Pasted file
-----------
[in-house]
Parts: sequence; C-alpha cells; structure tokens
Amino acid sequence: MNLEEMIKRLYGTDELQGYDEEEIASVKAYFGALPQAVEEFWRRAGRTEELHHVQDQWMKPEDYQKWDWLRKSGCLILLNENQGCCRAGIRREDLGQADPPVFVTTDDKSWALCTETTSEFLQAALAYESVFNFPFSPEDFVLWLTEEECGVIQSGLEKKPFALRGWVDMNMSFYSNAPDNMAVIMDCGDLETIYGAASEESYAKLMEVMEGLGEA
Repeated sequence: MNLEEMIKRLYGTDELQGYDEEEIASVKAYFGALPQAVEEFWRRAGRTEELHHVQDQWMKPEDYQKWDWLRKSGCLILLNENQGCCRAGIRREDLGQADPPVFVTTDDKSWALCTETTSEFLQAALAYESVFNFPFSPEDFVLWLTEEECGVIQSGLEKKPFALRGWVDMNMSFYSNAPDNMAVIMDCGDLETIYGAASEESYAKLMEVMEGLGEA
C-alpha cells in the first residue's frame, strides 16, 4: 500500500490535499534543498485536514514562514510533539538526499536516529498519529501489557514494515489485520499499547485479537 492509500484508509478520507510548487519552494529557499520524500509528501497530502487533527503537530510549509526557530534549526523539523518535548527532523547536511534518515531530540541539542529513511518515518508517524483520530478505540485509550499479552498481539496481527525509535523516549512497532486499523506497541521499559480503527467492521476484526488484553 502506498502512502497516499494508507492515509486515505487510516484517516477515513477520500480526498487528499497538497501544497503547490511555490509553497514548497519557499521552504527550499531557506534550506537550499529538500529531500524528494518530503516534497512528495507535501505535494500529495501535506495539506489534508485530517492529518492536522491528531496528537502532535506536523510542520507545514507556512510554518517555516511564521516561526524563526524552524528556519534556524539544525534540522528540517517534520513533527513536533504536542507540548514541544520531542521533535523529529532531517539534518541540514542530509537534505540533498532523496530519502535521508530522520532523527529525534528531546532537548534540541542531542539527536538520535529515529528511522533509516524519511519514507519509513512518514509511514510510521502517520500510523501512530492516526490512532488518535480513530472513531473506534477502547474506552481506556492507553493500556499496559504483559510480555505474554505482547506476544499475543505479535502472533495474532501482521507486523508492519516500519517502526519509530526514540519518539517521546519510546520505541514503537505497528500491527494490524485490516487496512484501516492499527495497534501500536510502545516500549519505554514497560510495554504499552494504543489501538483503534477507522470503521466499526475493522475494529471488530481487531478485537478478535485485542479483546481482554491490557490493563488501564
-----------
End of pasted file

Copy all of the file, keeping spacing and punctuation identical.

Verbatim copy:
[in-house]
Parts: sequence; C-alpha cells; structure tokens
Amino acid sequence: MNLEEMIKRLYGTDELQGYDEEEIASVKAYFGALPQAVEEFWRRAGRTEELHHVQDQWMKPEDYQKWDWLRKSGCLILLNENQGCCRAGIRREDLGQADPPVFVTTDDKSWALCTETTSEFLQAALAYESVFNFPFSPEDFVLWLTEEECGVIQSGLEKKPFALRGWVDMNMSFYSNAPDNMAVIMDCGDLETIYGAASEESYAKLMEVMEGLGEA
Repeated sequence: MNLEEMIKRLYGTDELQGYDEEEIASVKAYFGALPQAVEEFWRRAGRTEELHHVQDQWMKPEDYQKWDWLRKSGCLILLNENQGCCRAGIRREDLGQADPPVFVTTDDKSWALCTETTSEFLQAALAYESVFNFPFSPEDFVLWLTEEECGVIQSGLEKKPFALRGWVDMNMSFYSNAPDNMAVIMDCGDLETIYGAASEESYAKLMEVMEGLGEA
C-alpha cells in the first residue's frame, strides 16, 4: 500500500490535499534543498485536514514562514510533539538526499536516529498519529501489557514494515489485520499499547485479537 492509500484508509478520507510548487519552494529557499520524500509528501497530502487533527503537530510549509526557530534549526523539523518535548527532523547536511534518515531530540541539542529513511518515518508517524483520530478505540485509550499479552498481539496481527525509535523516549512497532486499523506497541521499559480503527467492521476484526488484553 502506498502512502497516499494508507492515509486515505487510516484517516477515513477520500480526498487528499497538497501544497503547490511555490509553497514548497519557499521552504527550499531557506534550506537550499529538500529531500524528494518530503516534497512528495507535501505535494500529495501535506495539506489534508485530517492529518492536522491528531496528537502532535506536523510542520507545514507556512510554518517555516511564521516561526524563526524552524528556519534556524539544525534540522528540517517534520513533527513536533504536542507540548514541544520531542521533535523529529532531517539534518541540514542530509537534505540533498532523496530519502535521508530522520532523527529525534528531546532537548534540541542531542539527536538520535529515529528511522533509516524519511519514507519509513512518514509511514510510521502517520500510523501512530492516526490512532488518535480513530472513531473506534477502547474506552481506556492507553493500556499496559504483559510480555505474554505482547506476544499475543505479535502472533495474532501482521507486523508492519516500519517502526519509530526514540519518539517521546519510546520505541514503537505497528500491527494490524485490516487496512484501516492499527495497534501500536510502545516500549519505554514497560510495554504499552494504543489501538483503534477507522470503521466499526475493522475494529471488530481487531478485537478478535485485542479483546481482554491490557490493563488501564